“Hey, kids,” Rev. Jamison said in his usual cheery voice. From their enthusiastic response, he was a frequent and popular visitor. “Look who I found downstairs. Do you know who this is?”

“Who?” the kids asked, not in much unison.

He gestured back towards Bobby. “You don’t recognize him? This is Daedalus.”

“Nuh unh,” one girl said.

“No way,” another said.

One small boy in a pale blue robe walked up and looked at him. “Are you really Daedalus?”

“Yeah, I’m really Daedalus,” Bobby said. He slipped his thumbs through the split at the front, and bringing his wings slightly forward and then back, flipped the cloak out of the way. Spreading the wings just enough to demonstrate there was no costume trick behind them, he forced himself to smile for the children.

The kids clamored around him, and he spent the next ten minutes wrapping each one in turn in an embrace. He spent another fifteen minutes answering questions, during which time a few more kids and several nurses joined the group.

It didn’t take much coaxing to convince him to pose for a photograph. Standing in front of the long wall in the room, he spread his wings out sufficiently for everyone to gather in front of them, and everyone grinned big while Rev. Jamison took the pictures.

“Well, kids,” Bobby said when the photo session was finished. “I’m going to have to get going.”

There was a chorus of disappointed noises, before the boy in the blue robe turned to him. “Daedalus, are you gonna fly again?”

This kid will be lucky if he reaches ten years old, Bobby thought. Yet, he’s worried about whether I’ll be able to fly again. “The doctors aren’t sure yet, but I’m going to do everything I can to get airborne again.”

It took another five minutes to finish the good-byes, before he walked with Rev. Jamison back towards the elevator. “How do you do it?” he asked. “How do you handle things like that every day?”

“You mean, smiling and staying upbeat for sick kids? It’s one of those things that I have to rely on God for. This isn’t an easy ministry, but God’s given me a real heart for it.” He punched the elevator call button. “Some of these families have never been in any church before. They have no spiritual support network to call on, and when the doctor tells them that their precious son or daughter has cancer, is when they suddenly realize they either need or want spiritual support. I’m not a doctor; I don’t discuss the prognosis with them, or treatment options, or survival odds. I give them a listening ear and a shoulder to cry on, and I pray with them. Sometimes, I’m the first person who ever does, and I get to share God’s love with people when they need it most, but expect it least.”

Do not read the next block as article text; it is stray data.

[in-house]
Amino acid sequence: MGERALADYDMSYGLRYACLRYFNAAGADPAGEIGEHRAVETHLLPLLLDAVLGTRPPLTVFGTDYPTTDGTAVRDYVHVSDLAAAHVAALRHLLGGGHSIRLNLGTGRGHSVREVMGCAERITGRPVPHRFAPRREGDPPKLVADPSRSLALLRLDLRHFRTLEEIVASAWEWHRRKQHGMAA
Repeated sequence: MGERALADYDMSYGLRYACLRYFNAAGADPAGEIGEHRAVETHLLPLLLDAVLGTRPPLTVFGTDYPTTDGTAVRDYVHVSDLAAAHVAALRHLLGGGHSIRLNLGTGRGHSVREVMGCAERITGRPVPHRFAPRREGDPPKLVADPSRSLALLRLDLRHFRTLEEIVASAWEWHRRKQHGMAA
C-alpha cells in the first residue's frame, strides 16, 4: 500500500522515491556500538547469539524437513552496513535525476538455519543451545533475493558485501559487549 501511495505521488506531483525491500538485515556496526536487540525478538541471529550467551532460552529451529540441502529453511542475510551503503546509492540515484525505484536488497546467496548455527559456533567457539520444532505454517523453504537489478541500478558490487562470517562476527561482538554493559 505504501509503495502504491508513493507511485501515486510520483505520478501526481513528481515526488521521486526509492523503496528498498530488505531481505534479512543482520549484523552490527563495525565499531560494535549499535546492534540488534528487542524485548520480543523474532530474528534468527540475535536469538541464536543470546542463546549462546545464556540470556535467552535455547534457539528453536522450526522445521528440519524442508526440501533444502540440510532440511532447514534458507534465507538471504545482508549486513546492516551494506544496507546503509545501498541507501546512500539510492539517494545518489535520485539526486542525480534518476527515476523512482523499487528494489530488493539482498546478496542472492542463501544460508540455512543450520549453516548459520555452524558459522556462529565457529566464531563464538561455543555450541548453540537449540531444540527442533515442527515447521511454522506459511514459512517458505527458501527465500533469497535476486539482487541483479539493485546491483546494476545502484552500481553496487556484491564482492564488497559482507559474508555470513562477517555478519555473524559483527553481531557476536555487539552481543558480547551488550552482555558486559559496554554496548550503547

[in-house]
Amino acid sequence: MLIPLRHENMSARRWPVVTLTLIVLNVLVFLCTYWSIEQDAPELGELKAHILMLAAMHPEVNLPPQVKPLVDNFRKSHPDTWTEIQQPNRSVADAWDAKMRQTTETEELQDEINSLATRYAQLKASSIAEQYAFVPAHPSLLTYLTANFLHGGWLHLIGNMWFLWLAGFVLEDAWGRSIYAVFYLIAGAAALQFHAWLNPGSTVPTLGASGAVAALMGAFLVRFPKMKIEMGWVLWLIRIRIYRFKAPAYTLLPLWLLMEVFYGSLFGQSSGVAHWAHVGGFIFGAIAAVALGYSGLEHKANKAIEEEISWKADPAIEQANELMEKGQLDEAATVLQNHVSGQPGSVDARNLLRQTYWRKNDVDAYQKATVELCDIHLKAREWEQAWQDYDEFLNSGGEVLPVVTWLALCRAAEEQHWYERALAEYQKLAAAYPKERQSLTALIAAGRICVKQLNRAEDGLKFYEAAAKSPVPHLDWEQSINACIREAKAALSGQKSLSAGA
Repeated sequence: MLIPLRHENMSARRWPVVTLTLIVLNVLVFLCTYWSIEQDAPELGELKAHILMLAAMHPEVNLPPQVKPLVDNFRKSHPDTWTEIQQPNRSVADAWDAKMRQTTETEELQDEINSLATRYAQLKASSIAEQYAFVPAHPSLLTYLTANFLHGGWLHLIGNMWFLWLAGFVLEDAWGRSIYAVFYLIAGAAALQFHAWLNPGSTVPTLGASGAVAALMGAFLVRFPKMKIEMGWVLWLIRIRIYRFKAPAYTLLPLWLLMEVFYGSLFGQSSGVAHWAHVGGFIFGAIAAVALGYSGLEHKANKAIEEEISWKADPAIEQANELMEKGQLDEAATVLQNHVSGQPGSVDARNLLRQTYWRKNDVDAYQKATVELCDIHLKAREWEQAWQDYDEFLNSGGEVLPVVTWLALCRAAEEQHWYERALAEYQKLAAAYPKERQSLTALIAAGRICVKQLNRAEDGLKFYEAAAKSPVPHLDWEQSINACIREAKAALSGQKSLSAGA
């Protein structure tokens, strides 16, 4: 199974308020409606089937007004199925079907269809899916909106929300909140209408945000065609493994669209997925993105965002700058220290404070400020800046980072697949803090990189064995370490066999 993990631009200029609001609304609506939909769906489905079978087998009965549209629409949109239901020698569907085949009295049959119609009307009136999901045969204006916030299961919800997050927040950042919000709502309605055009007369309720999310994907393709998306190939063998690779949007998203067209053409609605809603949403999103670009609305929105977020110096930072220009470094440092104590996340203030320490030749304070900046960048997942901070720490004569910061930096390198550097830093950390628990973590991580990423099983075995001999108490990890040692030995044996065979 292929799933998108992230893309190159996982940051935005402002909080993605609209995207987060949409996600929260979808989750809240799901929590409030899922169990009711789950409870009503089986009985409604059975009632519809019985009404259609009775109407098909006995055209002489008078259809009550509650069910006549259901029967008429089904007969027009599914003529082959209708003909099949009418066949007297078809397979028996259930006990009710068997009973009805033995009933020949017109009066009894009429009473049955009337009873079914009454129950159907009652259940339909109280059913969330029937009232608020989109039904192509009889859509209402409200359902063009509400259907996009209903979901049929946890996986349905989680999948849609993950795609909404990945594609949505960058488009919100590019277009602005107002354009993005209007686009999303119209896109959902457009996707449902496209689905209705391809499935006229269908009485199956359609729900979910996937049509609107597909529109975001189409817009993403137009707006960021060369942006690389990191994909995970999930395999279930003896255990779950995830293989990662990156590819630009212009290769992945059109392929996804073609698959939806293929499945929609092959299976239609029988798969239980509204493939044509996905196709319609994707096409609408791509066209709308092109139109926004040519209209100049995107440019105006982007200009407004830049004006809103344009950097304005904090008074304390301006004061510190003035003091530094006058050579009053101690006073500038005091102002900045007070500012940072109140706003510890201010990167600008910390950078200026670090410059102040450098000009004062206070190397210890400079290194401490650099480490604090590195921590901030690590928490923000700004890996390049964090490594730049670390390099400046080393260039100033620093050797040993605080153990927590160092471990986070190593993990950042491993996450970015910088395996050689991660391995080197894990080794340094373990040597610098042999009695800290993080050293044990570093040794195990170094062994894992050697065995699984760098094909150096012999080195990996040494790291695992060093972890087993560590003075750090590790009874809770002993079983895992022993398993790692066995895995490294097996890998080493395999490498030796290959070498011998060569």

“Doesn’t it get to you after a while, though?”

They stepped onto the elevator. “Does having arms that are only useful for jumping off buildings ever get to you?”

“Sometimes, but it’s not like I can do anything about that.”

“Just as you were given the ability to do what you do, so also God gave me the ability to do what I do, and despite how it looks, I don’t have any more choice about it than you do. Paul said, ‘Woe be unto me if I preach not the Gospel.’ It’s the same for me; I do this because it’s my calling, and nothing in the world will replace the contentment that comes from fulfilling my calling.”

“Sometimes, when I’m flying is the only time I really feel like I’m alive.”

The elevator door opened on the ground floor. “Then you have a good idea how I do this. When I let God work through me, I am more alive than at any other time.”

“I don’t know what I’ll do if I can’t ever fly again,” he said, taking a step into the corridor.

“You still have a lot of people praying for you, Bobby. Somehow, I think if God doesn’t have it in His plan for you to fly again, you’re going to find He has something better waiting for you.”

7 comments:

Stina Rose said...

Interesting story. I think I would stick with arms, though being able to fly would be tempting. :)

Joanne Sher said...

I'm so fascinated by this character, Rick. Love his perspective here especially. Wonderful.

Dee Yoder said...

You have an uncanny ability to make me want to read sci-fi, Rick. ( : Great story and a good character!
My son just finished reading Cardan's Pod, BTW, and he loved it.

Sharlyn Guthrie said...

I think kids would really relate to this character. I was completely enthralled with him!

Shelley Ledfors said...

I love your characters. I'm glad they keep "talking" to you and you keep writing their stories!

Teresa Lee Rainey . . . said...

Love both of these characters. Your stories always pull me right in.

Wings or arms? I'm stingy . . . both please. :*)

BethL said...

I know this is fiction, but the ministry of Rev. Jamison brought tears to my eyes. This story encouraged me. Thanks, Hoomi.